Cyril Mottier

β€œIt’s the little details that are vital. Little things make big things happen.” – John Wooden

API 16 (Jelly Bean) Review

Yesterday afternoon I tweeted about the differences in the Jelly Bean release (API 16). Some of you replied to my tweet and asked me to write about these changes. Here is a brief review of the API differences of API 16. Obviously, I won’t talk from a user point of view but rather from a developer point of view by giving you my feelings about these API changes.

API 16 is clearly a minor update. If you look attentively to the API diff documentation, you will notice there has been just a few packages, classes and methods added. However, being a minor update doesn’t mean it is useless. Indeed, what I particularly appreciate about this release is it makes the API more consistent and clearer. Google obviously spent some time making the API more logical and hence easier to understand and use. The list below gives you a set of changes that brings uniformity and clearness to the framework.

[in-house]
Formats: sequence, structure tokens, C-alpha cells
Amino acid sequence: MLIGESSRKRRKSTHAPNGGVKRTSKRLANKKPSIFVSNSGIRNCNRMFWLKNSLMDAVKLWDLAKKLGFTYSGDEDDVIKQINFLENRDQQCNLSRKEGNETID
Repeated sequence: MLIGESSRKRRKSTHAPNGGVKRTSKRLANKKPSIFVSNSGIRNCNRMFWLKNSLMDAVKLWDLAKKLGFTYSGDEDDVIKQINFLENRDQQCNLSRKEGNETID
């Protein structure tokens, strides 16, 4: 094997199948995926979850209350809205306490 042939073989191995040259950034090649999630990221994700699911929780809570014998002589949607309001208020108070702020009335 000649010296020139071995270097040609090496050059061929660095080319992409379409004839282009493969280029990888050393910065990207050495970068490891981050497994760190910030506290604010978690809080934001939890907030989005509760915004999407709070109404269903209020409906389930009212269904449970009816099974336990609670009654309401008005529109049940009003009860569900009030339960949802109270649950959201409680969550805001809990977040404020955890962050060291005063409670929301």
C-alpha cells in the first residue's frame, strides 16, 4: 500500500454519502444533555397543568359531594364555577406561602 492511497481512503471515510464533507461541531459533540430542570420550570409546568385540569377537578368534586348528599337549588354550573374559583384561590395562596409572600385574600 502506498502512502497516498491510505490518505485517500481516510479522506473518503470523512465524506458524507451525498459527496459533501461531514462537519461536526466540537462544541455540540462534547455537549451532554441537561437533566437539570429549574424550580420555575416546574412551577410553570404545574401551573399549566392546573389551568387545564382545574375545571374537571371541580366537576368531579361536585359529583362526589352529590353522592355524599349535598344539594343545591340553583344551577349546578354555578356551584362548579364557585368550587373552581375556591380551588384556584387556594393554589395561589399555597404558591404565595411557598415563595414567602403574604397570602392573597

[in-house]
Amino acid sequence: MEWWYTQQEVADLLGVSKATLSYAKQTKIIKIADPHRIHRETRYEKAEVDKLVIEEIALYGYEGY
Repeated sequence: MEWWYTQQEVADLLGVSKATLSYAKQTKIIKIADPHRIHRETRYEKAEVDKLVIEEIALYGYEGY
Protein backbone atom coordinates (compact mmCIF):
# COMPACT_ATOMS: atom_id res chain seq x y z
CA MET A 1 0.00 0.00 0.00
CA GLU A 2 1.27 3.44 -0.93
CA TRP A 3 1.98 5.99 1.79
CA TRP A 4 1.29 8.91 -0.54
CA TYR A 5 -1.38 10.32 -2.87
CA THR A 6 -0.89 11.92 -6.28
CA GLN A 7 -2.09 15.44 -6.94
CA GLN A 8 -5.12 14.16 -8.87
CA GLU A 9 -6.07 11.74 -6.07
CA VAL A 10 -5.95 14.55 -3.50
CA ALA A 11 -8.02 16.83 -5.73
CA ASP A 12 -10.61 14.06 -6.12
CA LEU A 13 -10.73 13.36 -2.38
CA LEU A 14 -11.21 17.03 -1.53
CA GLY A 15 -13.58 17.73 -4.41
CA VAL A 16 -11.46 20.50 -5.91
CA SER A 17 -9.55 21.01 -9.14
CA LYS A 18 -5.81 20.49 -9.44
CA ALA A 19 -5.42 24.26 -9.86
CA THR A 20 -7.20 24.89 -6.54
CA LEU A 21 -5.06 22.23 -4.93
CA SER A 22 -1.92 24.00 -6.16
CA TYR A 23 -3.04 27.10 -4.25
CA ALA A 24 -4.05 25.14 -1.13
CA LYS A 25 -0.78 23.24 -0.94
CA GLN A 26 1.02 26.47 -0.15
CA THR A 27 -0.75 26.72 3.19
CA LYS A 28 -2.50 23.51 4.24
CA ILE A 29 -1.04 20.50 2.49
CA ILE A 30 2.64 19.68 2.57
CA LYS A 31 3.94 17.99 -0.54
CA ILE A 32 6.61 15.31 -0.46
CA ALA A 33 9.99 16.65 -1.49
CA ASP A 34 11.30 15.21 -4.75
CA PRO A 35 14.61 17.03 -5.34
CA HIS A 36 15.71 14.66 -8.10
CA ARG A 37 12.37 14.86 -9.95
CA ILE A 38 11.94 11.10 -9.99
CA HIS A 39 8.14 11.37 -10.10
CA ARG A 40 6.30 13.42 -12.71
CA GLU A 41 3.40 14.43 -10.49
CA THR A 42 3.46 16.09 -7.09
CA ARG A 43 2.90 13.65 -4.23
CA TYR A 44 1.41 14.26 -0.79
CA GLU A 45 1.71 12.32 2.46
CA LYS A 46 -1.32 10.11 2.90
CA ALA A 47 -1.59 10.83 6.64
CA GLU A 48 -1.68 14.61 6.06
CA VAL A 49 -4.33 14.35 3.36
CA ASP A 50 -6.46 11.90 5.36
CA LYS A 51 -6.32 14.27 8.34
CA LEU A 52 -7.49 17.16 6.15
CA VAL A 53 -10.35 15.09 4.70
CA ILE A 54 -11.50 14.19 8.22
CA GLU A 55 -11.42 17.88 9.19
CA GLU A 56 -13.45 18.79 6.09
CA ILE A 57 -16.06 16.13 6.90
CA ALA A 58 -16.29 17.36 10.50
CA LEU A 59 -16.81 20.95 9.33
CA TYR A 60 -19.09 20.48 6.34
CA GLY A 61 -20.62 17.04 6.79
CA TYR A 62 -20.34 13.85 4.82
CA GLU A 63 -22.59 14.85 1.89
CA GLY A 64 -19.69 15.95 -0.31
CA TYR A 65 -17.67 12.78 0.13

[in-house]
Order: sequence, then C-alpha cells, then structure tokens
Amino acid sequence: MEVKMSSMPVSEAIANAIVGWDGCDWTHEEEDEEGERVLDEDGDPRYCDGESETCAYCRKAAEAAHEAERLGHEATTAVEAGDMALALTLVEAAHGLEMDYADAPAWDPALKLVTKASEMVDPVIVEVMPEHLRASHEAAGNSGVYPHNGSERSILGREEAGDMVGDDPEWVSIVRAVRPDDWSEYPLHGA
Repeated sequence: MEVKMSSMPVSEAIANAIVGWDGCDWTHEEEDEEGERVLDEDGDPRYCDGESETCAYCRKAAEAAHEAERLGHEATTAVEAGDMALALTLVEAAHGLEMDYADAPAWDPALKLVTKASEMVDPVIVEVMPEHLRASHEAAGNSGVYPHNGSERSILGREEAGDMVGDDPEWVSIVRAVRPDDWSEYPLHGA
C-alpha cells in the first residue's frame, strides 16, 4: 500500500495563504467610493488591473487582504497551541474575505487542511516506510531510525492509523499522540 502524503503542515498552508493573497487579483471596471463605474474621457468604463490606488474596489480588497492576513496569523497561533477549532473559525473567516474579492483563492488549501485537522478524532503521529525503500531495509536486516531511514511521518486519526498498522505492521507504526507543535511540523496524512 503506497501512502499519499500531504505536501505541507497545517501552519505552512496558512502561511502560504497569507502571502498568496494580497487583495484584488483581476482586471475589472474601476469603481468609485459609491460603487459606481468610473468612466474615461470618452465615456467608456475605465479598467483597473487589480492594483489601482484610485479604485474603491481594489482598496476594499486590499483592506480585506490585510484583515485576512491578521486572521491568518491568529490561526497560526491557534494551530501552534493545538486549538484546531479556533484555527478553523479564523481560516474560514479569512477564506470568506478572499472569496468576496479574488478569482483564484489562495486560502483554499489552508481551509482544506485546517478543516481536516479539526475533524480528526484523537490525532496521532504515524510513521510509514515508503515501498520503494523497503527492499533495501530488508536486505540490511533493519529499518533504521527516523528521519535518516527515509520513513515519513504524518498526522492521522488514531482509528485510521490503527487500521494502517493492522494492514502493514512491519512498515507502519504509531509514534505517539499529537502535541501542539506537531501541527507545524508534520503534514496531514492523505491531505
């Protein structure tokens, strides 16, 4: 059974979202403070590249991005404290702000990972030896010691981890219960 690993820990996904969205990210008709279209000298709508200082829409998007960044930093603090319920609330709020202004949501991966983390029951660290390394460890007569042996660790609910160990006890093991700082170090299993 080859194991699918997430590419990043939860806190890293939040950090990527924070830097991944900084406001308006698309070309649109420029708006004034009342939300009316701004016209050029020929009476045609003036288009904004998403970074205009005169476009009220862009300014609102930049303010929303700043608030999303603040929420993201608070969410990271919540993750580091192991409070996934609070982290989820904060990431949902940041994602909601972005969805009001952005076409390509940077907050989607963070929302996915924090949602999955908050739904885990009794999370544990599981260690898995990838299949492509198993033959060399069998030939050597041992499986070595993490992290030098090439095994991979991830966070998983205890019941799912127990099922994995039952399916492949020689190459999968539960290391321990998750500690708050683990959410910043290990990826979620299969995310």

• From non-final to final: Prior API 16, View Property such as ALPHA, or ROTATION_X were not final. This was obviously a huge mistake because these properties was not intended to be modified (see my Google+ post). When I noticed it, I warned some of the framework engineers and I’m glad to see they fixed it even if it may break some applications.

  • Methods renaming: In order to always have consistency between getters and setters, some methods have been renamed. For instance, setAlpha(int) on ImageView is now setImageAlpha(int).

  • Added getter and setter: Prior API 16, it was sometimes impossible to do things in Java while it was completely possible from XML. For example, the size of a scrollbar wasn’t modifiable from Java but it was from XML. Some getters/setters have also been added to ensure all View attributes have a setter and its getter counterpart. In general, you can now set and get all attributes from a widget (ie object that extends View)